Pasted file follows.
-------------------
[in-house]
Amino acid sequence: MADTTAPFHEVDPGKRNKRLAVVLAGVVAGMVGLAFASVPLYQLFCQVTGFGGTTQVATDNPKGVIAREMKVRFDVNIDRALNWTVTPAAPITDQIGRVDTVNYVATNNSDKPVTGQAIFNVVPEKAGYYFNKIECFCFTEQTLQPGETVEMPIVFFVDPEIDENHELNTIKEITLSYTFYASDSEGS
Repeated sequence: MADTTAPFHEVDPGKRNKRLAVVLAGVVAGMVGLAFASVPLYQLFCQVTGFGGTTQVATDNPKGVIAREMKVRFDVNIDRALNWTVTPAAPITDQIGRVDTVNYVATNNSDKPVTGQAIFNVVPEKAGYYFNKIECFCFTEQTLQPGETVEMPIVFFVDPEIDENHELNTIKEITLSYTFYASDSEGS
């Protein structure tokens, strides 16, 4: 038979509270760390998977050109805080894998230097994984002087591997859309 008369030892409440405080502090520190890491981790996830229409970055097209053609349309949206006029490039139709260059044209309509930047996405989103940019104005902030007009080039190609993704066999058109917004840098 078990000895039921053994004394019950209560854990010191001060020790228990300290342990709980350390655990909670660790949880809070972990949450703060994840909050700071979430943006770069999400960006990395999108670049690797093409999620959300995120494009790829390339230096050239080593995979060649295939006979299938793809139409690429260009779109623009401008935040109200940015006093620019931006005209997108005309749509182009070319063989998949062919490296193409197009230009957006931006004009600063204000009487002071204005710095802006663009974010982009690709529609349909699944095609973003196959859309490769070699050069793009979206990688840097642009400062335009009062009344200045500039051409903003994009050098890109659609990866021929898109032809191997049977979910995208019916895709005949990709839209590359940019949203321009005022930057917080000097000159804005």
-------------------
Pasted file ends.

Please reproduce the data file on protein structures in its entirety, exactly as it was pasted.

[in-house]
Amino acid sequence: MADTTAPFHEVDPGKRNKRLAVVLAGVVAGMVGLAFASVPLYQLFCQVTGFGGTTQVATDNPKGVIAREMKVRFDVNIDRALNWTVTPAAPITDQIGRVDTVNYVATNNSDKPVTGQAIFNVVPEKAGYYFNKIECFCFTEQTLQPGETVEMPIVFFVDPEIDENHELNTIKEITLSYTFYASDSEGS
Repeated sequence: MADTTAPFHEVDPGKRNKRLAVVLAGVVAGMVGLAFASVPLYQLFCQVTGFGGTTQVATDNPKGVIAREMKVRFDVNIDRALNWTVTPAAPITDQIGRVDTVNYVATNNSDKPVTGQAIFNVVPEKAGYYFNKIECFCFTEQTLQPGETVEMPIVFFVDPEIDENHELNTIKEITLSYTFYASDSEGS
């Protein structure tokens, strides 16, 4: 038979509270760390998977050109805080894998230097994984002087591997859309 008369030892409440405080502090520190890491981790996830229409970055097209053609349309949206006029490039139709260059044209309509930047996405989103940019104005902030007009080039190609993704066999058109917004840098 078990000895039921053994004394019950209560854990010191001060020790228990300290342990709980350390655990909670660790949880809070972990949450703060994840909050700071979430943006770069999400960006990395999108670049690797093409999620959300995120494009790829390339230096050239080593995979060649295939006979299938793809139409690429260009779109623009401008935040109200940015006093620019931006005209997108005309749509182009070319063989998949062919490296193409197009230009957006931006004009600063204000009487002071204005710095802006663009974010982009690709529609349909699944095609973003196959859309490769070699050069793009979206990688840097642009400062335009009062009344200045500039051409903003994009050098890109659609990866021929898109032809191997049977979910995208019916895709005949990709839209590359940019949203321009005022930057917080000097000159804005």